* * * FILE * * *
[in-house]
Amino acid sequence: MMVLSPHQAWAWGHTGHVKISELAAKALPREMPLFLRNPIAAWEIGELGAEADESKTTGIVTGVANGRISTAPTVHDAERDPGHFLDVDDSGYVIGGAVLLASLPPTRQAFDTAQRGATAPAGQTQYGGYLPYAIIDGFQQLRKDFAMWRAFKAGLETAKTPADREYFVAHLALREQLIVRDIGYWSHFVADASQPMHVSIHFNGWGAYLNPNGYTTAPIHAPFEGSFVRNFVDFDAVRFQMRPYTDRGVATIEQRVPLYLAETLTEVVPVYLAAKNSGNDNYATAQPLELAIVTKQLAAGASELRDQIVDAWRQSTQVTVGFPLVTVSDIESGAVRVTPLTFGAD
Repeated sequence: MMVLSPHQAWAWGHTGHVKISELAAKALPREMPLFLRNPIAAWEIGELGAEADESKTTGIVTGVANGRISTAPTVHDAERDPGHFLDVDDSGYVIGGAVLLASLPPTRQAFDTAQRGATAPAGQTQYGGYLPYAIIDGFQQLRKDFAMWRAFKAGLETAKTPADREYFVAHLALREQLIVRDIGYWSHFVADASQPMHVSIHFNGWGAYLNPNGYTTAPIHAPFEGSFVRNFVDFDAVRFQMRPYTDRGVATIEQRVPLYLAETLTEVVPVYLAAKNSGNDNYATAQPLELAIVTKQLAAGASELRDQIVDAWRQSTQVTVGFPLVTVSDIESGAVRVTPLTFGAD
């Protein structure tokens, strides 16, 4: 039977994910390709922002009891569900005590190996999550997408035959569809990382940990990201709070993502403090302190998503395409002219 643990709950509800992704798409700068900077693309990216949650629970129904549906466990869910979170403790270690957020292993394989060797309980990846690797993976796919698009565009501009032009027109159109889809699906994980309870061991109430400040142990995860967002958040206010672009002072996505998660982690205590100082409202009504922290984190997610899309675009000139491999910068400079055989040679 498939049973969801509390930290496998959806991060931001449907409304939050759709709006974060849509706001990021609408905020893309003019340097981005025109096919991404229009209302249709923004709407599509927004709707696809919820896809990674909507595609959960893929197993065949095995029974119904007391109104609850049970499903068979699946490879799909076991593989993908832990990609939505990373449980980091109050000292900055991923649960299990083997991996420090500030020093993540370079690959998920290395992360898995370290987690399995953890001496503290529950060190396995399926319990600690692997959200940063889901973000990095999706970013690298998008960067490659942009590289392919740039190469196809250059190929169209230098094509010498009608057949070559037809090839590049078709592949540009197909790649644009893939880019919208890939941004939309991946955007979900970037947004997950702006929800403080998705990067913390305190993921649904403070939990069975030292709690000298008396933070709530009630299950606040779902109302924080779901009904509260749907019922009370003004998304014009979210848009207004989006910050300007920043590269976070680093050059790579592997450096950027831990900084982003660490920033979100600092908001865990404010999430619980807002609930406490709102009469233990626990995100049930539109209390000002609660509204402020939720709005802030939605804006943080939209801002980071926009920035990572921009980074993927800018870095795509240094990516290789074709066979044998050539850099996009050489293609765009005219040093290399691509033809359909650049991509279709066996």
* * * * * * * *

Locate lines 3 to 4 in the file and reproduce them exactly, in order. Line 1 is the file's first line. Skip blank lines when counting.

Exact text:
Repeated sequence: MMVLSPHQAWAWGHTGHVKISELAAKALPREMPLFLRNPIAAWEIGELGAEADESKTTGIVTGVANGRISTAPTVHDAERDPGHFLDVDDSGYVIGGAVLLASLPPTRQAFDTAQRGATAPAGQTQYGGYLPYAIIDGFQQLRKDFAMWRAFKAGLETAKTPADREYFVAHLALREQLIVRDIGYWSHFVADASQPMHVSIHFNGWGAYLNPNGYTTAPIHAPFEGSFVRNFVDFDAVRFQMRPYTDRGVATIEQRVPLYLAETLTEVVPVYLAAKNSGNDNYATAQPLELAIVTKQLAAGASELRDQIVDAWRQSTQVTVGFPLVTVSDIESGAVRVTPLTFGAD
């Protein structure tokens, strides 16, 4: 039977994910390709922002009891569900005590190996999550997408035959569809990382940990990201709070993502403090302190998503395409002219 643990709950509800992704798409700068900077693309990216949650629970129904549906466990869910979170403790270690957020292993394989060797309980990846690797993976796919698009565009501009032009027109159109889809699906994980309870061991109430400040142990995860967002958040206010672009002072996505998660982690205590100082409202009504922290984190997610899309675009000139491999910068400079055989040679 498939049973969801509390930290496998959806991060931001449907409304939050759709709006974060849509706001990021609408905020893309003019340097981005025109096919991404229009209302249709923004709407599509927004709707696809919820896809990674909507595609959960893929197993065949095995029974119904007391109104609850049970499903068979699946490879799909076991593989993908832990990609939505990373449980980091109050000292900055991923649960299990083997991996420090500030020093993540370079690959998920290395992360898995370290987690399995953890001496503290529950060190396995399926319990600690692997959200940063889901973000990095999706970013690298998008960067490659942009590289392919740039190469196809250059190929169209230098094509010498009608057949070559037809090839590049078709592949540009197909790649644009893939880019919208890939941004939309991946955007979900970037947004997950702006929800403080998705990067913390305190993921649904403070939990069975030292709690000298008396933070709530009630299950606040779902109302924080779901009904509260749907019922009370003004998304014009979210848009207004989006910050300007920043590269976070680093050059790579592997450096950027831990900084982003660490920033979100600092908001865990404010999430619980807002609930406490709102009469233990626990995100049930539109209390000002609660509204402020939720709005802030939605804006943080939209801002980071926009920035990572921009980074993927800018870095795509240094990516290789074709066979044998050539850099996009050489293609765009005219040093290399691509033809359909650049991509279709066996």